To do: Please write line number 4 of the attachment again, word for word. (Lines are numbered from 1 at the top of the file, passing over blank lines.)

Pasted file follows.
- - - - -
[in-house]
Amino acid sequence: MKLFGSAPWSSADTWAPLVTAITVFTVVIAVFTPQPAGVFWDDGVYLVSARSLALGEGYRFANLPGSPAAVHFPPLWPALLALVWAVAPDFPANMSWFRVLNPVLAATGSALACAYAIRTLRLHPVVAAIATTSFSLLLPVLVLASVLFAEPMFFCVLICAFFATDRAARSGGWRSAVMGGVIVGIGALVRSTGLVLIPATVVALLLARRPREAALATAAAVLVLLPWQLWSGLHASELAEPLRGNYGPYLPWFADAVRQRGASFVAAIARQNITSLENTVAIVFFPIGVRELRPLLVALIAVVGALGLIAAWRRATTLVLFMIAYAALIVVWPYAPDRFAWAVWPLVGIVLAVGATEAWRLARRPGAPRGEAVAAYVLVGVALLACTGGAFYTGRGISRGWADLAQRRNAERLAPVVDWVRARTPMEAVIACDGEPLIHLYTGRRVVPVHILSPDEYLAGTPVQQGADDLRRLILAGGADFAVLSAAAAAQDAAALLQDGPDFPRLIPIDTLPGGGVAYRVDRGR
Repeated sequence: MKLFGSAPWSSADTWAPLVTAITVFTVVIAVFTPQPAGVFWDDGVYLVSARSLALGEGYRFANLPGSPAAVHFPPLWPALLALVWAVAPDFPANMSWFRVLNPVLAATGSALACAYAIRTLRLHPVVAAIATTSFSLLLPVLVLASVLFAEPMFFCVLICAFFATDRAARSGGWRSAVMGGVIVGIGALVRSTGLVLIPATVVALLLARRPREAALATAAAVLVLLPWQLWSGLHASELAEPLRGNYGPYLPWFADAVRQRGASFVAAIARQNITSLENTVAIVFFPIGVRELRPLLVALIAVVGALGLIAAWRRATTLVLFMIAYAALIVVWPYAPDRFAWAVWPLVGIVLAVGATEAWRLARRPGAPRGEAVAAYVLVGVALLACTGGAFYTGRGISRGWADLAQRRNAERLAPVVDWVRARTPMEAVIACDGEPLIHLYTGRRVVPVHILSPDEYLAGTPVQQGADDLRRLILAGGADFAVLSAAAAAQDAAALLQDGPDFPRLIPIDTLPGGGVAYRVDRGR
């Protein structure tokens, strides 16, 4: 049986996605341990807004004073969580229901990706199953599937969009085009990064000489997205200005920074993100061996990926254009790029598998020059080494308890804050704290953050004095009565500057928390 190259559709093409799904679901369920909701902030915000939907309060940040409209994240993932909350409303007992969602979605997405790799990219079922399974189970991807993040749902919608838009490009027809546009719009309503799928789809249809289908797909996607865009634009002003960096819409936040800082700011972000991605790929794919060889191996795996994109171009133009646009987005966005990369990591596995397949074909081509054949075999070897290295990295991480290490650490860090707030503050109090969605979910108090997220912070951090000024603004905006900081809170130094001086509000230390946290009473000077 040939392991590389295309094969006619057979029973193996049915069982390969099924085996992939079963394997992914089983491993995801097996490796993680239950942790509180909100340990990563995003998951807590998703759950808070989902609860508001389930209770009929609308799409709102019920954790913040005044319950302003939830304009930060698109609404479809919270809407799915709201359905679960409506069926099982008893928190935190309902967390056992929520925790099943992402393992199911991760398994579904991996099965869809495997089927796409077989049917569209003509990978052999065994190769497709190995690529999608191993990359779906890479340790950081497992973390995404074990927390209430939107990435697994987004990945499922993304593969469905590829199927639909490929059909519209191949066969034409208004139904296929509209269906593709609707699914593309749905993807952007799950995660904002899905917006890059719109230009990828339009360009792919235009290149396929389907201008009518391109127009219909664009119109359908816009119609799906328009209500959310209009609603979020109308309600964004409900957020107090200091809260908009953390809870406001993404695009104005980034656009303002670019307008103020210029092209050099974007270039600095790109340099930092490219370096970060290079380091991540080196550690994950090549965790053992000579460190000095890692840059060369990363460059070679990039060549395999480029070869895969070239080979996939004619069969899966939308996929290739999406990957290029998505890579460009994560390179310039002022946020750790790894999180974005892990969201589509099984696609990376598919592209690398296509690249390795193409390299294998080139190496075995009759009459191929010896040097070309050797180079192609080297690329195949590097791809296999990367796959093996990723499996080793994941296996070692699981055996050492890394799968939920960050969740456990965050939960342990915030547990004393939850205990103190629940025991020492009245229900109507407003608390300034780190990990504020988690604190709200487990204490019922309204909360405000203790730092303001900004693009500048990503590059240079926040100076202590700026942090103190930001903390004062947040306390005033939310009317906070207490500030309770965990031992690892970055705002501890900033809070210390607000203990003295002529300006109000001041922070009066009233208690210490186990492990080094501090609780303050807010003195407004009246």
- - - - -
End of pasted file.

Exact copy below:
């Protein structure tokens, strides 16, 4: 049986996605341990807004004073969580229901990706199953599937969009085009990064000489997205200005920074993100061996990926254009790029598998020059080494308890804050704290953050004095009565500057928390 190259559709093409799904679901369920909701902030915000939907309060940040409209994240993932909350409303007992969602979605997405790799990219079922399974189970991807993040749902919608838009490009027809546009719009309503799928789809249809289908797909996607865009634009002003960096819409936040800082700011972000991605790929794919060889191996795996994109171009133009646009987005966005990369990591596995397949074909081509054949075999070897290295990295991480290490650490860090707030503050109090969605979910108090997220912070951090000024603004905006900081809170130094001086509000230390946290009473000077 040939392991590389295309094969006619057979029973193996049915069982390969099924085996992939079963394997992914089983491993995801097996490796993680239950942790509180909100340990990563995003998951807590998703759950808070989902609860508001389930209770009929609308799409709102019920954790913040005044319950302003939830304009930060698109609404479809919270809407799915709201359905679960409506069926099982008893928190935190309902967390056992929520925790099943992402393992199911991760398994579904991996099965869809495997089927796409077989049917569209003509990978052999065994190769497709190995690529999608191993990359779906890479340790950081497992973390995404074990927390209430939107990435697994987004990945499922993304593969469905590829199927639909490929059909519209191949066969034409208004139904296929509209269906593709609707699914593309749905993807952007799950995660904002899905917006890059719109230009990828339009360009792919235009290149396929389907201008009518391109127009219909664009119109359908816009119609799906328009209500959310209009609603979020109308309600964004409900957020107090200091809260908009953390809870406001993404695009104005980034656009303002670019307008103020210029092209050099974007270039600095790109340099930092490219370096970060290079380091991540080196550690994950090549965790053992000579460190000095890692840059060369990363460059070679990039060549395999480029070869895969070239080979996939004619069969899966939308996929290739999406990957290029998505890579460009994560390179310039002022946020750790790894999180974005892990969201589509099984696609990376598919592209690398296509690249390795193409390299294998080139190496075995009759009459191929010896040097070309050797180079192609080297690329195949590097791809296999990367796959093996990723499996080793994941296996070692699981055996050492890394799968939920960050969740456990965050939960342990915030547990004393939850205990103190629940025991020492009245229900109507407003608390300034780190990990504020988690604190709200487990204490019922309204909360405000203790730092303001900004693009500048990503590059240079926040100076202590700026942090103190930001903390004062947040306390005033939310009317906070207490500030309770965990031992690892970055705002501890900033809070210390607000203990003295002529300006109000001041922070009066009233208690210490186990492990080094501090609780303050807010003195407004009246």